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Eleanor Milne, pictured in 1971, carves John Cabot as part of her History of Canada frieze for the Parliament Buildings. (Lawrence Hayward Collection)
Eleanor Milne, pictured in 1971, carves John Cabot as part of her History of Canada frieze for the Parliament Buildings. (Lawrence Hayward Collection)

The creative life of Eleanor Milne was carved in stone Add to ...

She continued to create until a few months before her death on May 17, 2014, just days after her 89th birthday, of what her family calls “old age.”

Born on May 14, 1925, Rose Eleanor Milne was surrounded by art and design from the start. Her dad, William Harold Milne, was a naval architect who worked at the thriving shipyard in Saint John. “I could read a ship’s plan as soon as I could read,” Ms. Lambert recalls.“Eleanor had dyslexia and could not read until later, but she could read a ship’s plan.”

Though she struggled with the written word, art came easily to her, a skill her mother, Eleanor Mary, encouraged. By age five, she was drawing accomplished pictures of horses and brides. “All her life, in all her artwork there was always action,” recalls Ms. Lambert, a trained architect and painter herself. (Their younger brother Bill became a naval architect.) She recalls one picture of a bride who was running with an outstretched hand holding a cigarette, with veil and train and smoke sailing behind her. Ms. Milne’s horses were also always running. (She once did a self-portrait of herself falling off a horse.)

The family moved to Montreal when the children were still young and Mr. Milne went into private practice as a naval architect. At the Sacred Heart School of Montreal, where the girls went to high school, Ms. Milne was celebrated for having perfect pitch: She was used to tune the choir. There, a clever teacher decided to try to teach Ms. Milne her Latin by singing it. The trick worked and reading then became easier. She soon became a voracious reader and by the end of high school was serving as head girl. (Writing, meanwhile, never came easily to her; the textual component of her book required considerable support from her editor.)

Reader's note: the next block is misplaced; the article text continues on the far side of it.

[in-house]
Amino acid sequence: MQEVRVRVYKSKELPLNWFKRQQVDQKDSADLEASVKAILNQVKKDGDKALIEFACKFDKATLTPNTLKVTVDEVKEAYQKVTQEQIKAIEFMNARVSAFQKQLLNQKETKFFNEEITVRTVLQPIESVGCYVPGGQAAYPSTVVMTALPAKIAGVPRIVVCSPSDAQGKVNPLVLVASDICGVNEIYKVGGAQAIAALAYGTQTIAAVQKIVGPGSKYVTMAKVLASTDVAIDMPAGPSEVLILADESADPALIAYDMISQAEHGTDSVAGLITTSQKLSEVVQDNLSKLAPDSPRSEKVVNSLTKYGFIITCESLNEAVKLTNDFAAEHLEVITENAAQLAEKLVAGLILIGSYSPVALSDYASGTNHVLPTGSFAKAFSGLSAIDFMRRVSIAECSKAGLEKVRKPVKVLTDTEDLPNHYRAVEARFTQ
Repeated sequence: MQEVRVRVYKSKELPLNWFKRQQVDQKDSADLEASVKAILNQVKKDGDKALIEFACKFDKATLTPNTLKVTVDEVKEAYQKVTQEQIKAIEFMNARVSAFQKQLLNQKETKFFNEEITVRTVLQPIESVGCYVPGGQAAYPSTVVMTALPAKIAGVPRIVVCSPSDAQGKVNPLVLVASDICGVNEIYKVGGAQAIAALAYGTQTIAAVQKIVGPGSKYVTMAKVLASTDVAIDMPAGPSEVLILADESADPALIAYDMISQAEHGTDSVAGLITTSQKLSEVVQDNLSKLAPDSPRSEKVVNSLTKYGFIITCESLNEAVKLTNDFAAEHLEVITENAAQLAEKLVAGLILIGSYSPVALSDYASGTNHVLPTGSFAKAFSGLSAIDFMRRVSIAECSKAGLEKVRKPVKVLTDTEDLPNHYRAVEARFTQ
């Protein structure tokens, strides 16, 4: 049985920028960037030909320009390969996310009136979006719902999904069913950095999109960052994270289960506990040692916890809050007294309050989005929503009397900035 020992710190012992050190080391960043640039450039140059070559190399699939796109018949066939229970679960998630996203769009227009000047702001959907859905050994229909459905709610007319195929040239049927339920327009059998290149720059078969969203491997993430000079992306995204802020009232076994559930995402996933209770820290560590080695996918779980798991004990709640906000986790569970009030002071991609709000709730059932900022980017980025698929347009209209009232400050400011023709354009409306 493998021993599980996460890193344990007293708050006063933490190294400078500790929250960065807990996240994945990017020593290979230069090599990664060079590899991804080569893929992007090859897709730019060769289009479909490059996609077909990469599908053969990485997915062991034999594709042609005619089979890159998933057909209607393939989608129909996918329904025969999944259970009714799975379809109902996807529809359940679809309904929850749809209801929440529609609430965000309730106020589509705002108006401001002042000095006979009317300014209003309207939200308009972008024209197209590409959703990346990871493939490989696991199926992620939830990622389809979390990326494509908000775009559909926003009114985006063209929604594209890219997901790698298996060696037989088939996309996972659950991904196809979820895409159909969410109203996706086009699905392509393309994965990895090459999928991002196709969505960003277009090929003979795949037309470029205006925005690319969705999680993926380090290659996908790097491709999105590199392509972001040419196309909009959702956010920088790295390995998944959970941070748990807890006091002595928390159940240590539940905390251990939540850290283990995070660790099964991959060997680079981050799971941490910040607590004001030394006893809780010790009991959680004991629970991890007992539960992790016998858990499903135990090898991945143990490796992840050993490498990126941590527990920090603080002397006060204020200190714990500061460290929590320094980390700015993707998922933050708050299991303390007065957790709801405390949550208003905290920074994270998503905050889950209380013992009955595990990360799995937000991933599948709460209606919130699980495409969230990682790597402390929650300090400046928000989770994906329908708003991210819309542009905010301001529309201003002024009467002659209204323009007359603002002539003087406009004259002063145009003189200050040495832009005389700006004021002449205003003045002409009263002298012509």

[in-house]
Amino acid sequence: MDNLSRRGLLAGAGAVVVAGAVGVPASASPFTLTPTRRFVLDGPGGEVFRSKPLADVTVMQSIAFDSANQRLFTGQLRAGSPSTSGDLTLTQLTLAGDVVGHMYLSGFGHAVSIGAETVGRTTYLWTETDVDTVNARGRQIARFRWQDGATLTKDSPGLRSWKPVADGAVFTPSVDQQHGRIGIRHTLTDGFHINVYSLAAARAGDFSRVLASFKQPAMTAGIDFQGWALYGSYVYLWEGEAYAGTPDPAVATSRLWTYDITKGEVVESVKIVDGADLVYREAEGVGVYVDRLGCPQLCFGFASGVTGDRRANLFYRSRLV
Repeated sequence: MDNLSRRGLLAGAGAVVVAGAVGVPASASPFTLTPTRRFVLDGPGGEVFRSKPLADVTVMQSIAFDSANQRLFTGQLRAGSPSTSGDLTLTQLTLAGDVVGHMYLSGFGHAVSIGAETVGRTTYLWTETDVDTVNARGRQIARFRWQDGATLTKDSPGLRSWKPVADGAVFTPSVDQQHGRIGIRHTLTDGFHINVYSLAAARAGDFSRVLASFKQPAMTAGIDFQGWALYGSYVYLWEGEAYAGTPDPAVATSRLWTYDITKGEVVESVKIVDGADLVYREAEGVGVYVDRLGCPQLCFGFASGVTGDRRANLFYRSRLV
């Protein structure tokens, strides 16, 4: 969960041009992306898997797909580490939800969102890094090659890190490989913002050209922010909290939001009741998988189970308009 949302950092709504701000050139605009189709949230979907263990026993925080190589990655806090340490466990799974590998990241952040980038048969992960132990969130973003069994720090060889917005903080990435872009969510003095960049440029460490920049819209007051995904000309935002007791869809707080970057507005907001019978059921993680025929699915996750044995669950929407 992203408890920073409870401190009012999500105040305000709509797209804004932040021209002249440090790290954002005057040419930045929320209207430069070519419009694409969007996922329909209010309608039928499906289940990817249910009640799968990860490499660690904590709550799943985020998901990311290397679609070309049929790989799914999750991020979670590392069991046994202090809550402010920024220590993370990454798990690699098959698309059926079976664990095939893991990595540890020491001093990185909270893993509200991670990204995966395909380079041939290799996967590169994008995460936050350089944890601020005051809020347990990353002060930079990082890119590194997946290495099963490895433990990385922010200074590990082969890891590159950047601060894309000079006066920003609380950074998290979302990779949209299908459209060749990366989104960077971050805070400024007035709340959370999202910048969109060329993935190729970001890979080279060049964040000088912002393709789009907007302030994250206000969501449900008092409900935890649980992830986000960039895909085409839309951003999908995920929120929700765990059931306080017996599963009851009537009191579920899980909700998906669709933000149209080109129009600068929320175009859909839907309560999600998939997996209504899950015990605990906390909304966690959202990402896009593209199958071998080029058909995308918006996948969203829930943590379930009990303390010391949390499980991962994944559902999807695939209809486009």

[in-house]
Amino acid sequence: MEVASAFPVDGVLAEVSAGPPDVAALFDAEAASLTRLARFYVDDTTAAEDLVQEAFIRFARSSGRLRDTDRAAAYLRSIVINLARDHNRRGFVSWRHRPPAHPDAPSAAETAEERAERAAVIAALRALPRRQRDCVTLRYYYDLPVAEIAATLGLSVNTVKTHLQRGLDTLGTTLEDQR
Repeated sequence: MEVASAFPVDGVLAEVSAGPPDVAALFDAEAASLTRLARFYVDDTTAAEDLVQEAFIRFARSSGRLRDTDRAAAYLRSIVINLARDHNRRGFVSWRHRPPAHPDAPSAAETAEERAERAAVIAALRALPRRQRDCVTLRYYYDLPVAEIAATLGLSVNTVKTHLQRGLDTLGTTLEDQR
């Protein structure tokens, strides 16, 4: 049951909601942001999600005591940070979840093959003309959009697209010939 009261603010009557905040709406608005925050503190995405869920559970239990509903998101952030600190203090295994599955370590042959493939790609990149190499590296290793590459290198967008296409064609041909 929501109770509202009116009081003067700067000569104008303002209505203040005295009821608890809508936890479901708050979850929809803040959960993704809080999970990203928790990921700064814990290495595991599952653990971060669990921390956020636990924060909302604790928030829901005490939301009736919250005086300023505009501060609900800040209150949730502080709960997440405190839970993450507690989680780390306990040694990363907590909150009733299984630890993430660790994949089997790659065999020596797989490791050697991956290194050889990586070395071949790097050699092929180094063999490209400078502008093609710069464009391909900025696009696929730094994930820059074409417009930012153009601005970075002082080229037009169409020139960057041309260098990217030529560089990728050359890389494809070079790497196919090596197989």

She won a scholarship to attend the Montreal Museum of Fine Arts School of Art and Design, where she studied under Group of Seven painter Arthur Lismer. Her art schooling continued at the Central School of Arts and Crafts, in London, and the Montreal School of Fine Arts. At one point, she took a medical-school anatomy class at McGill and ended up drawing an operation performed by the famous neurosurgeon Wilder Penfield. She finished her formal studies by doing a master’s degree at Syracuse University under sculptor Ivan Mestrovic.

For the next decade, Ms. Milne worked as a freelance artist, doing stained glass, engraving, sculpture and other work, and living for a time at her parents’ summer home near Wakefield, Que., where she set up a studio in a bunkhouse.

When the Dominion Sculptor job was posted in 1962, she won the position over 20 other applicants – all men. She relocated to Ottawa and eventually moved into an apartment on the top floor of her aunt’s home in the Glebe neighbourhood, where her mother had grown up. After her aunt’s death, she took over the house and lived there for the rest of her life.

As a friend and a professional, Ms. Milne was extremely giving, particularly when it came to her skills as an artist. She’d gently critique her sister’s paintings, (the two lived in Ottawa and remained close their whole lives), saying simply “put a little blue in that area.” And it would often solve the problem.

Mary Crnkovich, a former lawyer who took up sculpture late in life, contacted Ms. Milne in 2003 to ask her advice, and the two become friends. “They look like muffins,” Ms. Milne said once of some morning glories in a carving. She took the chisel in her shaking hands and transformed the piece. “She exposed it right before my eyes,” Ms. Crnkovich recalls. Ms. Milne then patiently talked her friend through doing the task herself.

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